[FoRK] Annihilation from within...

Eugen Leitl < eugen at leitl.org > on > Thu Dec 7 01:20:24 PST 2006

On Thu, Dec 07, 2006 at 09:25:50AM +0100, Dave Long wrote:

> - external measurement is noisy and low-res.  Scalp measurements 

Yes. Your limits is physics. Moreover, a BCI is a bidirectional
interface, and by noninvasive means you can only get output,
and the only input is high-power, and merely disruptive (TMS).
I do expect nice things with lots of massive DSP from EEG or
even MEG -- it might be even enough to produce a realtime 6DOF
vector, or a low-bandwidth ASCII channel. If anyone has
access to http://ieeexplore.ieee.org/Xplore/login.jsp?url=/iel5/10382/33012/01547485.pdf?arnumber=1547485
I'd rather like to see that paper.

> naturally so, fMRI because there are intrinsic tradeoffs between scan 
> rate, resolution, and field strength[0] (even if one thinks in russian, 
> "Привет Товарищ" takes a couple of minutes, as current 

I haven't heard anyone calling someone else comrade in Russia in a long time.
Unless you're a member of the Communist party, maybe.

> practice has bandwidths of spb, not bps)
> 
> - internal measurement, as pointed out, requires brain surgery.  

Invasive methods are risky, expensive, have side effects (unless
someone figures out how to do transdermal I/O and get in inductive power
in a small package -- the recent resonant approach to wireless power
would come handy here) so they're only currently limited to research
purposes during surgery, or for highly experimental prototypes
for locked-in patients.

> Wireless implants currently seem like the best way to go, in terms of 
> avoiding tissue response and hygiene issues.  Luckily for this field, 

Don't forget that you'll need elastic electrodes which don't degrade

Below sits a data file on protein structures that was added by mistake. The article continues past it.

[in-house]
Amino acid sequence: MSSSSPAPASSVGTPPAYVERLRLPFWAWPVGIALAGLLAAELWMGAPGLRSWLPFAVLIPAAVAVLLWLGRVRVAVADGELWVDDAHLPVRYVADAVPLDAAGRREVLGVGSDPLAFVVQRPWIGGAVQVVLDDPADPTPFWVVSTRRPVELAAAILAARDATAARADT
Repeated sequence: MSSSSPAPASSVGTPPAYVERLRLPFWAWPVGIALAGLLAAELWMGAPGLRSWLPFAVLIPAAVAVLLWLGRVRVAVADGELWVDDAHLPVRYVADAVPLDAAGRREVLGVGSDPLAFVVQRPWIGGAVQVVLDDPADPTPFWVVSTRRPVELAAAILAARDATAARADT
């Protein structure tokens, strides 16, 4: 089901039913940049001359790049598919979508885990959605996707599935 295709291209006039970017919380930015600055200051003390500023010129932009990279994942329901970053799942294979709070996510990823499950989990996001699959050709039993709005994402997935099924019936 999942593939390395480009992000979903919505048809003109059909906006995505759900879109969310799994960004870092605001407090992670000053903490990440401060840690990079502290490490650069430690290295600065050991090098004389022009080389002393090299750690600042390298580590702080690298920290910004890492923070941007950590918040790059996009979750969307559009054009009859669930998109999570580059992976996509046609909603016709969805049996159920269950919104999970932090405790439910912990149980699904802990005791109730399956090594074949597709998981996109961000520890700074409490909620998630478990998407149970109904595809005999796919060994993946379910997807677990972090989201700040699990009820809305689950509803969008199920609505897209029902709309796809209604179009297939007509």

in situ and/or do bad things to the surrounding tissue. Given that
the brain floats and flexes, and has the consistency of a jelly (the
bouncy-rubbery things in jars you see are fixated, the real thing oozes
out once you do an incision into dura mater).

> the head has had the best track record in terms of retaining abutments, 
> but as far as I am aware, these currently fall into two distinct 
> categories:  (a) structural support, and (b) temporary for experiments.
> 
> - except among rats, for whom the distinction between "temporary" and 
> "lifetime" is pretty slim.
> 
> -Dave
> 
> :: :: ::
> 
> [0] what's up with the low-T MRI stuff?  Have they figured out a way 

You can completely forget MRI, and even MEG as long as both
need cryogenics and you're cm removed from the cortex. 

> around the tradeoffs, or just a way to practically achieve some 
> resolution with long enough scans?

Long enough scans and realtime are mutually exclusive. Rapid
processes are for galvanic, magnetic and NIR pickups.
 
> [1] once you have the implant in there, what signal were you thinking 
> to relay?

If you can get the raw activity output from a multichannel (N>>1000) array
that doesn't degrade and drift in the tissue your task is half done
already. The rest is "only" massive DSP.

-- 
Eugen* Leitl <a href="http://leitl.org">leitl</a> http://leitl.org
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